MIAMI -- Walk-off wins are trending at Marlins Park.
Casey McGehee had his turn to be mobbed by teammates after delivering an RBI single in the ninth inning that rallied the Marlins to a 4-3 win over the Mets on Monday night.
For the second straight game, the Marlins celebrated in walk-off style. On Sunday, Jeff Baker delivered the decisive hit, an RBI double that enabled Miami to beat the Dodgers, 5-4.
The Marlins improved to 6-1 on their homestand and improved to 15-5 at Marlins Park.
"It's kind of contagious," McGehee said. "All of our wins, especially this homestand, everybody feels they've been a part of it. Even the guys who haven't played regularly, they've all had a huge hand in at least one victory. It's always a good thing when you've got 25 guys feeling like they're contributing and helping. That's just kind of the way this team has been going."
Leading off the ninth inning, Christian Yelich singled off lefty Scott Rice. From that point, each team played the percentages. Right-hander Gonzalez Germen relieved Rice, and Ed Lucas executed a sacrifice bunt. With a base open, the Mets wanted no part of Giancarlo Stanton, the Major League RBI leader who had a run-scoring single in the eighth inning. Stanton was intentionally walked.
McGehee, on an 0-2 pitch, ripped a shot up the middle, and it deflected off Germen's leg. As the ball rolled into right field, Yelich scored easily.
"There is no panic out there. They're confident," manager Mike Redmond said. "They take one at-bat at a time. They know when the game is on the line they're going to step up."
The Marlins claimed their third walk-off win of the season, and it came on Redmond's 43rd birthday.
As the ninth inning was unfolding, catcher Jarrod Saltalamacchia, who tied the game in the eighth inning with an RBI double, told his manager that McGehee was going to give him a nice birthday present.
"He was wondering if he should have bunted with Lucas," Saltalamacchia said. "I was like, 'That's the right call.' He was like, 'They're going to walk Stanton.' I'm like, 'No, that's the right call. Casey's got you.' I said, 'Relax, come up here, take a front-row seat. This one's for you.'"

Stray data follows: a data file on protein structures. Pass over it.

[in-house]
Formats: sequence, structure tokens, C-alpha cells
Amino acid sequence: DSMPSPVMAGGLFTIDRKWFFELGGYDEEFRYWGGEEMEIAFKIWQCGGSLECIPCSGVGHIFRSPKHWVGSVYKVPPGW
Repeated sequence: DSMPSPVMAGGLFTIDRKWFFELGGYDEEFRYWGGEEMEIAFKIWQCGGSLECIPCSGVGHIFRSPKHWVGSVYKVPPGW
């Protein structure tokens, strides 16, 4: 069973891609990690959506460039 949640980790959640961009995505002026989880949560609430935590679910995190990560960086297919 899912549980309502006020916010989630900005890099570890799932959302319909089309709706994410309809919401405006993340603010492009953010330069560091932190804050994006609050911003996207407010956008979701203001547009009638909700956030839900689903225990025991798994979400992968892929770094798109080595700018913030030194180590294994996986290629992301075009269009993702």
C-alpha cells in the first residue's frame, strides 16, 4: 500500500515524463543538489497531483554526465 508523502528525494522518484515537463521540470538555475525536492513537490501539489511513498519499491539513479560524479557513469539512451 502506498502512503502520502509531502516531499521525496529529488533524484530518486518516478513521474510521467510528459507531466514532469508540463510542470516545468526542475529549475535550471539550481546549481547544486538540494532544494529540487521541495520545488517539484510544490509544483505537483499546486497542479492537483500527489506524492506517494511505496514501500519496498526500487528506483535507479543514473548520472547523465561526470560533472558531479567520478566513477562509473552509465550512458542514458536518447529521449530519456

As predicted by his veteran catcher, McGehee came through with his fourth game-winning RBI and 12th multihit game of the season.
Asked if he received any presents for his birthday before the game, Redmond joked: "I didn't get anything. I got a win. I'll take it."
To celebrate the night, Redmond had plans with his former Marlins teammate, Mike Lowell.
The night turned out victorious for the Marlins, but until the eighth inning, it was a struggle.
Held scoreless for seven innings by Jon Niese, the Marlins trailed, 3-0, heading into the eighth. But they rallied for three runs off Daisuke Matsuzaka.
"Give Niese a lot of credit," Redmond said. "He looked good out there. We had a tough time trying to figure him out. He pretty much shut us down, but we were able to hang in there and mount a late rally."
Miami took advantage of walks to Yelich and Lucas to open the inning, and Stanton blistered an RBI single to center. The Marlins pulled to within one run when McGehee's liner to short was dropped by Omar Quintanilla. Saltalamacchia ripped an RBI double, tying the score. Only two runs were earned.
"It knuckled a little bit," Quintanilla said of McGehee's liner. "I still should have caught it. I saw it knuckling for a while and I tried to get in front of it, and it just went under my glove. That was a big play and it changed the game. I can't really think about it anymore."
Although the Marlins pulled even, they also were unable to push across the go-ahead run from third with no outs. Kyle Farnsworth replaced Matsuzaka and retired Baker on a grounder to second. Adeiny Hechavarria struck out looking and Marcell Ozuna, with the count full, grounded out to third.
Each starter was effective and worked seven innings.
Miami's Nathan Eovaldi rebounded from allowing two first-inning home runs, and the hard-throwing right-hander set a personal high with 10 strikeouts. His previous best was eight.
In all seven of Eovaldi's starts, he has thrown at least six innings. Once again, he kept his team in the game.
Until the first inning on Monday, Eovaldi also effectively kept the ball in the park.
In his first six starts, which covered 38 1/3 innings, Eovaldi gave up just one home run. On Monday, however, the Mets tagged the right-hander for two solo shots in the first inning.
Daniel Murphy blasted a one-out shot, and Curtis Granderson belted a two-out drive. Both were to right field, giving New York a quick two-run cushion.
"That first inning they were just jumping on the fastball really," Eovaldi said. "I was leaving it over the middle of the plate, and after I started mixing the slider, curveball, changeup, I was able to settle down and get them off the fastball."
Eovaldi, who has experienced many rough nights lacking run support, watched his team rally for its fifth comeback win of the season.
"It's nothing compared to last year," Eovaldi said. "There's always a chance we're going to come back or even add on to the runs we've already scored in every ballgame. The confidence is through the roof really."